Last August, American fast food workers held strikes in more than 60 cities, demanding a $15/hour “living wage,” which is more than double the $7.25 federal minimum wage. The protest pits fast food workers against big corporations like McDonald’s. Having worked a minimum wage job at McDonald’s before college, I’m on the side of the workers, but I’m afraid I have to put my money on the big corporations. The fight, after all, might no longer be a zero-sum game between corporations and workers. It may be a fight between workers and machines that will ultimately replace them.
It’s an old jibe against the economics profession that no two economists will agree with one another. It’s an old jibe against the stock market that stock pickers can do no better than a monkey throwing dart at the stocks page. It was perhaps based on these convictions that the Nobel Prize Committee decided to award the prize to three financial economists who can’t agree on, you guessed it, whether the market can do better than a monkey throwing dart.
The contentious issue here is the efficient market hypothesis, a theoretical construct that it is impossible to consistently predict the direction of the market. Economists and practitioners had long suspected the randomness and unpredictability of the stock, but it was Eugene Fama, one of the laureates, who first formalized and empirically tested the idea in the 1960s. Fama first debunked the chartists, exemplified by Charles Dow of Dow Jones fame, who claimed the ability to predict future price moves based on past prices. Fama also showed that stock prices respond very quickly to new information. These facts suggest that it would be hard and expensive, if not impossible, to predict price movement based on past information.
Very few economists enjoyed decades of anonymity followed by decades of recognition. Ronald Coase is one of them. Coase’s career trajectory is a reflection of his revolutionary ideas and academic longevity. He conceived the idea behind his first magnum opus, The Nature of the Firm, at the age of 21 in 1931. In February 2013, just seven months before he passed away last month, he finished a book on capitalist China.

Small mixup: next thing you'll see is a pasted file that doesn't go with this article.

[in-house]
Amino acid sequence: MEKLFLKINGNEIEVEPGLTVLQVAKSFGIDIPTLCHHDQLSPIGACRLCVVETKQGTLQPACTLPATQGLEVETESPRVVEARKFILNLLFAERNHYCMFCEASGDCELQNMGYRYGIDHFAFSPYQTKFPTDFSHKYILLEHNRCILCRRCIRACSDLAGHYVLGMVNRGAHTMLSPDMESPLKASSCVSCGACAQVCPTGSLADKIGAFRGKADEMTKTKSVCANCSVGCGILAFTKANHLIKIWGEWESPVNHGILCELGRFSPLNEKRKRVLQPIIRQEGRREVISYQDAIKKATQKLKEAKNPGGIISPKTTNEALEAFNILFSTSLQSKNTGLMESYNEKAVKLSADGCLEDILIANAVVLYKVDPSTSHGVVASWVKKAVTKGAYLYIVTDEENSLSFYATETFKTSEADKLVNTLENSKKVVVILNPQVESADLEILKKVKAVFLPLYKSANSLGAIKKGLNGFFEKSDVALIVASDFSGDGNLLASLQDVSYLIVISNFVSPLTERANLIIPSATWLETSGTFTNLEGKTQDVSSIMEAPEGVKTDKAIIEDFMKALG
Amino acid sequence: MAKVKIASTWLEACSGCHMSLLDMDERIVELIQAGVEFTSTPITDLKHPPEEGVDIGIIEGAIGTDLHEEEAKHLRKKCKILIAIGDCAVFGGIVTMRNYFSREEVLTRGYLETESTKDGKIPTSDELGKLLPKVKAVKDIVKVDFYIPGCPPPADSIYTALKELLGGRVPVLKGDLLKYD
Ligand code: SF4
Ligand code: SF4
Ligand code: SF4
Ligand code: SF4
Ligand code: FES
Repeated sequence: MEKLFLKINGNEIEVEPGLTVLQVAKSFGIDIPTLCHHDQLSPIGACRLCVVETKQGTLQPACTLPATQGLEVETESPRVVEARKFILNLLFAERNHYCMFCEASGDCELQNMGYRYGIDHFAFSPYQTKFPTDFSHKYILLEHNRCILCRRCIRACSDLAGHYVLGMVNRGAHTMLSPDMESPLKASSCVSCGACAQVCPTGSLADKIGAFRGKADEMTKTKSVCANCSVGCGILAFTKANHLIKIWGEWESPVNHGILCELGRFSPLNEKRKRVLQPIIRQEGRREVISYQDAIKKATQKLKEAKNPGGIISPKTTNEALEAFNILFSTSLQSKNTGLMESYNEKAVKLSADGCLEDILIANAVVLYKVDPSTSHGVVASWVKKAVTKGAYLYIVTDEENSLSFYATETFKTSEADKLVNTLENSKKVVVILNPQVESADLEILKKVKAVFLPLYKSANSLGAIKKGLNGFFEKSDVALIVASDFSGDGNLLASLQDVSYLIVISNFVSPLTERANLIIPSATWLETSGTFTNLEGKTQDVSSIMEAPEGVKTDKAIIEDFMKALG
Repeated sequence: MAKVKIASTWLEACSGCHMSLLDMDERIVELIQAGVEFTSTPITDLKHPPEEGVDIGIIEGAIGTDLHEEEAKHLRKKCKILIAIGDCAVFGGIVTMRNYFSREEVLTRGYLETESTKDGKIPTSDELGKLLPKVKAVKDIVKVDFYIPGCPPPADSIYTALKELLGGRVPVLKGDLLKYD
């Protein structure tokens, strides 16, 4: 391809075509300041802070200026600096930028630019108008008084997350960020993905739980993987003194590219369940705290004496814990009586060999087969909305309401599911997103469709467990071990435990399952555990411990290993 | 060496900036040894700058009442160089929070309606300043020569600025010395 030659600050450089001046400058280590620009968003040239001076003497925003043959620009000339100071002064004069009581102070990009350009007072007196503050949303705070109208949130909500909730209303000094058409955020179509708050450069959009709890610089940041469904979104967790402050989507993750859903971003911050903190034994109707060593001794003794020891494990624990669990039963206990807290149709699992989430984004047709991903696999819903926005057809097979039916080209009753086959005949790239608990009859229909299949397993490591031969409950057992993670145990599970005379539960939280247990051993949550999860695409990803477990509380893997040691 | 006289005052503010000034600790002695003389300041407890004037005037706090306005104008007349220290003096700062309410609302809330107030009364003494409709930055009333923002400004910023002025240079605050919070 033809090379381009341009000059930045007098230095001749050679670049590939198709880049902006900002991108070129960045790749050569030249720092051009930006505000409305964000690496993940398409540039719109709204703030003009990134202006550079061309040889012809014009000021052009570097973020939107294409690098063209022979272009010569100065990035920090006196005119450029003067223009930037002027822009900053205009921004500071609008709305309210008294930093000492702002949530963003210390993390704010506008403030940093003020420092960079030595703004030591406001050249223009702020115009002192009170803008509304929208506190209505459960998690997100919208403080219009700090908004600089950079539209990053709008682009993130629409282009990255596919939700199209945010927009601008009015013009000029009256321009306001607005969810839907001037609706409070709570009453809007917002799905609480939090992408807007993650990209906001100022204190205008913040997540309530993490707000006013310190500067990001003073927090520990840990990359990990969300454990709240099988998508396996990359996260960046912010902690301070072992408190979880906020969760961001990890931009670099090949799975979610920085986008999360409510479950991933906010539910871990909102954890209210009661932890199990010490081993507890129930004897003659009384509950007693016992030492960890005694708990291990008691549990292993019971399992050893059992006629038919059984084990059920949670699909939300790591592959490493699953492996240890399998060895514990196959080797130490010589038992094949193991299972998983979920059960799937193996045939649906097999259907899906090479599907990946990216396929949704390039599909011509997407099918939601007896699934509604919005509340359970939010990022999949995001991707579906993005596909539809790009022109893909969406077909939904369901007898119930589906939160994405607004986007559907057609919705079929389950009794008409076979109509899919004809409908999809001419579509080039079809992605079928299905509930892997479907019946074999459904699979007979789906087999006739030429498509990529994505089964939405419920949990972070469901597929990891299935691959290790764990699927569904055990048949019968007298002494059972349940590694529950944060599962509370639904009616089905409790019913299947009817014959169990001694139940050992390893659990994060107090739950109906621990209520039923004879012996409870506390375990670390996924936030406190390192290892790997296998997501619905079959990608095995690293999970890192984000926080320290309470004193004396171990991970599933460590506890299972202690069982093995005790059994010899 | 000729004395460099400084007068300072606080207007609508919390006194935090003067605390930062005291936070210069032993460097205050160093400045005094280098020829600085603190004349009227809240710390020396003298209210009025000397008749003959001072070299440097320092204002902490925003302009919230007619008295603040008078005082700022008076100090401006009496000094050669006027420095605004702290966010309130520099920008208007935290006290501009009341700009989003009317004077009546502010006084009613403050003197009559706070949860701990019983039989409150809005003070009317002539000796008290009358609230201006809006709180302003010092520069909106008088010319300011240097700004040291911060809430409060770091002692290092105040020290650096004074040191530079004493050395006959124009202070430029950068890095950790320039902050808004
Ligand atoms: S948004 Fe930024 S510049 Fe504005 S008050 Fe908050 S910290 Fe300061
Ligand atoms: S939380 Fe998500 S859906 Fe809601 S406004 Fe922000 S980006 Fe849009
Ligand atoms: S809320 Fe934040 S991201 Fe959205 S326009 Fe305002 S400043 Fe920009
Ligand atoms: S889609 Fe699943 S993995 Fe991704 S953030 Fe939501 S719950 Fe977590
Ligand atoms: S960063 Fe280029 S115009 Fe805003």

In The Nature of The Firm, Coase mulled over the raison d’etre of firms in an economy. In The Wealth of Nations, Adam Smith described a free-market economy where the butcher and the baker supplied dinners with no coordination but guidance from an “invisible hand.” However, even in Smith’s time, the economy was not made up of such free-acting butchers and bakers, but firms that externally competed in the free market while internally maintaining an authoritarian grip using direct command. Smith did not ask why such voluntary dictatorship exists. Karl Marx answered that it is an apparatus of evil. To answer Smith and to refute Marx, Coase argued that transaction cost, the cost of trading in the free-market, could explain why firms exist and how large they are. Although the price mechanism in the free market generally allocates resources efficiently, it is quite expensive to use. When a car company has to look for tire suppliers, for example, it has to negotiate contracts and ensure that the tires arrive timely. When the car company decides that these contracts are too costly and time-consuming, it may choose to make its own tires. Firms will grow larger as such vertical integration occurs, until the organization cost of managing multiple processes outweighs the cost of using price mechanism.